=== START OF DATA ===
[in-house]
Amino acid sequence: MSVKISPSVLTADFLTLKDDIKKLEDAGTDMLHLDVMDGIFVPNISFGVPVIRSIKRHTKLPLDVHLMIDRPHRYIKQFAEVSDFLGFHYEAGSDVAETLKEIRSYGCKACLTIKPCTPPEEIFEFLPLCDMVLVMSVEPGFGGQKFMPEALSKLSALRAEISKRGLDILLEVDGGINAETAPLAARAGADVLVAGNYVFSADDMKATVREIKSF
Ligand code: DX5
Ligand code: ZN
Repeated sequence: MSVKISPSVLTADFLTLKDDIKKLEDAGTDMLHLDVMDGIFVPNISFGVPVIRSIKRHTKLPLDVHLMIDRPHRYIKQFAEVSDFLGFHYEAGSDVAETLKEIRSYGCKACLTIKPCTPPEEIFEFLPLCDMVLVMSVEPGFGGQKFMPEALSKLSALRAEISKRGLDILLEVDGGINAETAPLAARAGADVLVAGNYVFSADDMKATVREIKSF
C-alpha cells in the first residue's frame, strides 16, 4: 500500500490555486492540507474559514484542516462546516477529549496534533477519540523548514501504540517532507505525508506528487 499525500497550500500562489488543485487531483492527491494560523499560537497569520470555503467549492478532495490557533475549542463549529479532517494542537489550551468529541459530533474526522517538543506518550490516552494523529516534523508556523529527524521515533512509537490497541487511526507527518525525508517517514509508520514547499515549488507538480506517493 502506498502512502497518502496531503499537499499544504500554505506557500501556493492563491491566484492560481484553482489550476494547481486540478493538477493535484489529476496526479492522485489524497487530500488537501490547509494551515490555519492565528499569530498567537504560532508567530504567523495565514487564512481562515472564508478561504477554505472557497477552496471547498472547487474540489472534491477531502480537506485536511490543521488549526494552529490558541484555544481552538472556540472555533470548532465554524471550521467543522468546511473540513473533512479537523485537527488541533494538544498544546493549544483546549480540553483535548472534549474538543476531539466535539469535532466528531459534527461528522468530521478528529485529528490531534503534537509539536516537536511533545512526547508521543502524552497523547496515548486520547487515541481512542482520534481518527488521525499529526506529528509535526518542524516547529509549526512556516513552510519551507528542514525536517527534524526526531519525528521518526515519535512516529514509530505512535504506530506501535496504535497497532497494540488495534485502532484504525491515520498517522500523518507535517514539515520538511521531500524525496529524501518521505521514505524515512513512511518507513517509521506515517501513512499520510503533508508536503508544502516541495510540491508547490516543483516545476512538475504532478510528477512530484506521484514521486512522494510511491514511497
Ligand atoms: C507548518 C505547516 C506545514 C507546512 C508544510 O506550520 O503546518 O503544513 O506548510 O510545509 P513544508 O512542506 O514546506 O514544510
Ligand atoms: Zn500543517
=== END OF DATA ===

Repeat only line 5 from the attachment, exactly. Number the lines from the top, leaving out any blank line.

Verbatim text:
Repeated sequence: MSVKISPSVLTADFLTLKDDIKKLEDAGTDMLHLDVMDGIFVPNISFGVPVIRSIKRHTKLPLDVHLMIDRPHRYIKQFAEVSDFLGFHYEAGSDVAETLKEIRSYGCKACLTIKPCTPPEEIFEFLPLCDMVLVMSVEPGFGGQKFMPEALSKLSALRAEISKRGLDILLEVDGGINAETAPLAARAGADVLVAGNYVFSADDMKATVREIKSF